Aaron Connolly's Italian future thrown into doubt after comments from Venezia president

The Ireland international had moved to the Italian Serie B at the start of the season.
Aaron Connolly's Italian future thrown into doubt after comments from Venezia president

ADAPTATION ISSUES: Irish striker Aaron Connolly. Pic: ALEX PANTLING/POOL/AFP via Getty Images

Irish starlet Aaron Connolly's future at Italian outfit Venezia has been cast into doubt by club president Duncan Niederauer.

Connolly (22) joined the Venice-based side at the start of the season. The attacker played five games across August and September but hasn't been involved in a matchday squad since. 

The Galway native hasn't featured since due to injury, but Niederauer insists that Connolly has been fit for the last number of weeks. 

Niederauer noted that the club will be holding talks with Connolly's parent club, Brighton, at the start of 2023, and will be looking to find a "solution".

"The player is not injured. He was, but he's fine, he had some adaptation difficulties," Niederauer told Triventogoal.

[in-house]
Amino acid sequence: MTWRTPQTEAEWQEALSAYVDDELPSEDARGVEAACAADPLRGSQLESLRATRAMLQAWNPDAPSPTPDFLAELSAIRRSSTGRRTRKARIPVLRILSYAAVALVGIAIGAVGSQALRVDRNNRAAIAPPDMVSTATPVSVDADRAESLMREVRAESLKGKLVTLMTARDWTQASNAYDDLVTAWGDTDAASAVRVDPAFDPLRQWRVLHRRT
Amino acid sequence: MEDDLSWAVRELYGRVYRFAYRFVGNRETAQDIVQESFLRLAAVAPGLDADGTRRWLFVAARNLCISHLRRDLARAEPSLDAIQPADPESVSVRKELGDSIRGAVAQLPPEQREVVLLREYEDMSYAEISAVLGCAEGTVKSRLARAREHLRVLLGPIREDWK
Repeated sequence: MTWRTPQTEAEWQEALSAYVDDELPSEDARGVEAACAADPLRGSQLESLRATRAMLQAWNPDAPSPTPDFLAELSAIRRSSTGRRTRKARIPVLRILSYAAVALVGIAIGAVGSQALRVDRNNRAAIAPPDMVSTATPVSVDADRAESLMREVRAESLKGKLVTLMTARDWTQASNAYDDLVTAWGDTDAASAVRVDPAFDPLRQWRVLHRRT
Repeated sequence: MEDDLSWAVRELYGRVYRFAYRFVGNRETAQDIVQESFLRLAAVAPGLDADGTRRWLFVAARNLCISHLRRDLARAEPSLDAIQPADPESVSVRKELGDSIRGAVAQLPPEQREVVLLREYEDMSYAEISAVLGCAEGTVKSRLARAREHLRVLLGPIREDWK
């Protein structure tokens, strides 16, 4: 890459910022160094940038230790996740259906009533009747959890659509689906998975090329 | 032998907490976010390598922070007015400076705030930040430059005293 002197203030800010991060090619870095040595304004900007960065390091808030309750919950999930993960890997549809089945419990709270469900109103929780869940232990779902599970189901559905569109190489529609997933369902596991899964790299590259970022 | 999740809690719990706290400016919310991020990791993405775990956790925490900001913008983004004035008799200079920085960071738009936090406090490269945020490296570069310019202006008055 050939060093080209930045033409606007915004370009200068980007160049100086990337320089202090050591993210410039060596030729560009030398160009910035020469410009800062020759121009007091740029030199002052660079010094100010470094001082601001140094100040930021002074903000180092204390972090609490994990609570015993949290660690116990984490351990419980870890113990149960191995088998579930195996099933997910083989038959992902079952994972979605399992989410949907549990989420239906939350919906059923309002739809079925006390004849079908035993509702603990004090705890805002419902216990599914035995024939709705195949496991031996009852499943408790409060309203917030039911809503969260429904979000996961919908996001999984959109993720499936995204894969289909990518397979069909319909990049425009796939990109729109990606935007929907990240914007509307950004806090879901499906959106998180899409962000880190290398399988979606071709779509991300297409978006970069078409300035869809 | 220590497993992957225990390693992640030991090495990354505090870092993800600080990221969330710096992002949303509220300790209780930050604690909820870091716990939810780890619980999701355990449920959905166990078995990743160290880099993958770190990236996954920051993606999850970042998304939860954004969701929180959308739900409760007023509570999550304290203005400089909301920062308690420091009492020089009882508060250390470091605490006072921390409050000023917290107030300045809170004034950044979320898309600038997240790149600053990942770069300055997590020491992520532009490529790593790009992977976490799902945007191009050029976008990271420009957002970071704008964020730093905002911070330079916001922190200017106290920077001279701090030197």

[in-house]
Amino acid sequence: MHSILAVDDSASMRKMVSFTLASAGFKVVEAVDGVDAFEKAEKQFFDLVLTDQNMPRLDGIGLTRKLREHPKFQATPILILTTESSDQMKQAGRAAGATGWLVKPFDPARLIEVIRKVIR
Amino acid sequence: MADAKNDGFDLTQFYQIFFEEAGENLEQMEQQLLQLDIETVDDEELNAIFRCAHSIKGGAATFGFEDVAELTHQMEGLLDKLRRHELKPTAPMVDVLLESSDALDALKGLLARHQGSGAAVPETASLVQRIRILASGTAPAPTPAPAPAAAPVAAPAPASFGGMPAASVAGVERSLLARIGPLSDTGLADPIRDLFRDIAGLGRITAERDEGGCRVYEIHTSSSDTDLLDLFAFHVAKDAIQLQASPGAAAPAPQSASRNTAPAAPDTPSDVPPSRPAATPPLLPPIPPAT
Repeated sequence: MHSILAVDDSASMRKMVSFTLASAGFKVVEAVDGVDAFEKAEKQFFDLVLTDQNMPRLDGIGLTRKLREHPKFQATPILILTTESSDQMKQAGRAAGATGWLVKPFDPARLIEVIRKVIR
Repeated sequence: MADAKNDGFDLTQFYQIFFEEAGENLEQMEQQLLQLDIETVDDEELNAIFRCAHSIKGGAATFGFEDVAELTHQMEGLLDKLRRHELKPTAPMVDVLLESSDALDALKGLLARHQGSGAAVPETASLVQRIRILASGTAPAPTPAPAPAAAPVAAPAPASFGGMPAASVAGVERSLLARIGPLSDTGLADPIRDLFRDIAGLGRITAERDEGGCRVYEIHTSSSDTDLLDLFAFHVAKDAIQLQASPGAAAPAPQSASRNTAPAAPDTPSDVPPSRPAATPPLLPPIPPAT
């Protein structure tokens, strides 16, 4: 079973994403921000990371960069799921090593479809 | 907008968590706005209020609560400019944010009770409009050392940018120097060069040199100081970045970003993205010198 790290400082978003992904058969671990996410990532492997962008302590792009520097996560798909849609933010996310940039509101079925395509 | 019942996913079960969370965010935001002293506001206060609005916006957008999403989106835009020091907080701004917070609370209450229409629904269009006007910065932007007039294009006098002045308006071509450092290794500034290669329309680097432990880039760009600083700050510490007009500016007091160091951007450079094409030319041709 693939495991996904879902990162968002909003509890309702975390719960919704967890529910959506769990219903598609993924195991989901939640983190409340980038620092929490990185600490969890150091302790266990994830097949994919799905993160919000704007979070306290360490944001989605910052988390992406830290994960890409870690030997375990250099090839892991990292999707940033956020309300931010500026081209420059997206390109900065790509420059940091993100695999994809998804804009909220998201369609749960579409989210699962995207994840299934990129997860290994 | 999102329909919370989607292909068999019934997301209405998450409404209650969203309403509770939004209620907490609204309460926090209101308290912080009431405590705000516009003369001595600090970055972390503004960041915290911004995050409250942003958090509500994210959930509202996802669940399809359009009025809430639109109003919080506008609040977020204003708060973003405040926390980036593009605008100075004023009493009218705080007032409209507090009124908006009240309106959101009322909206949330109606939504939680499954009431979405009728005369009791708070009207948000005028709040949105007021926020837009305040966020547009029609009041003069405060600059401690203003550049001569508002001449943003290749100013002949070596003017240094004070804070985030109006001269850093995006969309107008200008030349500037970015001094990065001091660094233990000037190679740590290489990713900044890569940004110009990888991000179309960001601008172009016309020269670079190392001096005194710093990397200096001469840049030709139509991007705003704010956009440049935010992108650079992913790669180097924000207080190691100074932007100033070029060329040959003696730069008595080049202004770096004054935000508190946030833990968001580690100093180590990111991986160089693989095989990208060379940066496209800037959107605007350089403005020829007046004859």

“He has had some adaptation difficulties. We will talk to Brighton in January to find a solution. In January and June we will do several operations."

Connolly has struggled for game time at Brighton in recent years and his loan spells away from the Premier League outfit haven't worked out in his favour either. He spent the second-half of last season on loan at Middlesbrough before deciding to turn his focus to Italy for 2022/23.

The 22-year-old - who hasn't featured in the Republic of Ireland senior setup since 2021 - impressed for Jim Crawford's under-21s in the recent European Championship loss to Israel in September. 

More in this section

Sport Push Notifications

By clicking on 'Sign Up' you will be the first to know about our latest and best sporting content on this browser.

Sign Up
Sport
Newsletter

Latest news from the world of sport, along with the best in opinion from our outstanding team of sports writers

Sign up
IE_logo_newsletters

Select your favourite newsletters and get the best of Irish Examiner delivered to your inbox

Execution Time: 0.247 s